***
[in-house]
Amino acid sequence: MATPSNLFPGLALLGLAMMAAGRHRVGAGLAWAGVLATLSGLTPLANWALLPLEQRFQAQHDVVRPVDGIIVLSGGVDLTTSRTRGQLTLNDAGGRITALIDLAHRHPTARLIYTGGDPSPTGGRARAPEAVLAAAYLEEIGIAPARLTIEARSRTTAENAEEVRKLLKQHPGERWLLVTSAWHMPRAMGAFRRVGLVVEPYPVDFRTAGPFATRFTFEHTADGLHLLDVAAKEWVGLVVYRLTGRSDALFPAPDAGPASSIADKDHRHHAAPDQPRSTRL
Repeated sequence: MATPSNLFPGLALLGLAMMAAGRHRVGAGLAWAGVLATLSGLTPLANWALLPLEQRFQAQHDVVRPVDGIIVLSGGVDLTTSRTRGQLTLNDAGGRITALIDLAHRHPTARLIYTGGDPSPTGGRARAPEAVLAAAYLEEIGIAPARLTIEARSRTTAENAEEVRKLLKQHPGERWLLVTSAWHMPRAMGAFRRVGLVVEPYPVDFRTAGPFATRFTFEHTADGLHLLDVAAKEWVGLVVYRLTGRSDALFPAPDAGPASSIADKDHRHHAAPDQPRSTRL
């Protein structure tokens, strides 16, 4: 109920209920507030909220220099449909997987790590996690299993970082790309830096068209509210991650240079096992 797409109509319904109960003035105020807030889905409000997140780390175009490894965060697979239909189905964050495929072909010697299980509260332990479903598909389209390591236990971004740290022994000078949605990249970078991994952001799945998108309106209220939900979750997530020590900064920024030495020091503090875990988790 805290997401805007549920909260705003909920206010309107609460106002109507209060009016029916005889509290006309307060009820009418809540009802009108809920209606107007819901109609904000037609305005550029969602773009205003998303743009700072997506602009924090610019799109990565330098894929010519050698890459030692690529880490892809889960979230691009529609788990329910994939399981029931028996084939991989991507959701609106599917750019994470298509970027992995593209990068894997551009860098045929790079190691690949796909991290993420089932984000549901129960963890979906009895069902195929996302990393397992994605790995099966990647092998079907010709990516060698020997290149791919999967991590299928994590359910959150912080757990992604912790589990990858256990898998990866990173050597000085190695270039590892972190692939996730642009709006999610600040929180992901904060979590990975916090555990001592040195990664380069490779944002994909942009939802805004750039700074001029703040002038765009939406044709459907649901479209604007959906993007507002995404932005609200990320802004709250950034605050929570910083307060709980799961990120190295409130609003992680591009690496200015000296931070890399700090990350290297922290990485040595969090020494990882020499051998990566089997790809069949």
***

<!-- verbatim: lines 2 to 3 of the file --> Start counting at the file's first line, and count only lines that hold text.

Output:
Amino acid sequence: MATPSNLFPGLALLGLAMMAAGRHRVGAGLAWAGVLATLSGLTPLANWALLPLEQRFQAQHDVVRPVDGIIVLSGGVDLTTSRTRGQLTLNDAGGRITALIDLAHRHPTARLIYTGGDPSPTGGRARAPEAVLAAAYLEEIGIAPARLTIEARSRTTAENAEEVRKLLKQHPGERWLLVTSAWHMPRAMGAFRRVGLVVEPYPVDFRTAGPFATRFTFEHTADGLHLLDVAAKEWVGLVVYRLTGRSDALFPAPDAGPASSIADKDHRHHAAPDQPRSTRL
Repeated sequence: MATPSNLFPGLALLGLAMMAAGRHRVGAGLAWAGVLATLSGLTPLANWALLPLEQRFQAQHDVVRPVDGIIVLSGGVDLTTSRTRGQLTLNDAGGRITALIDLAHRHPTARLIYTGGDPSPTGGRARAPEAVLAAAYLEEIGIAPARLTIEARSRTTAENAEEVRKLLKQHPGERWLLVTSAWHMPRAMGAFRRVGLVVEPYPVDFRTAGPFATRFTFEHTADGLHLLDVAAKEWVGLVVYRLTGRSDALFPAPDAGPASSIADKDHRHHAAPDQPRSTRL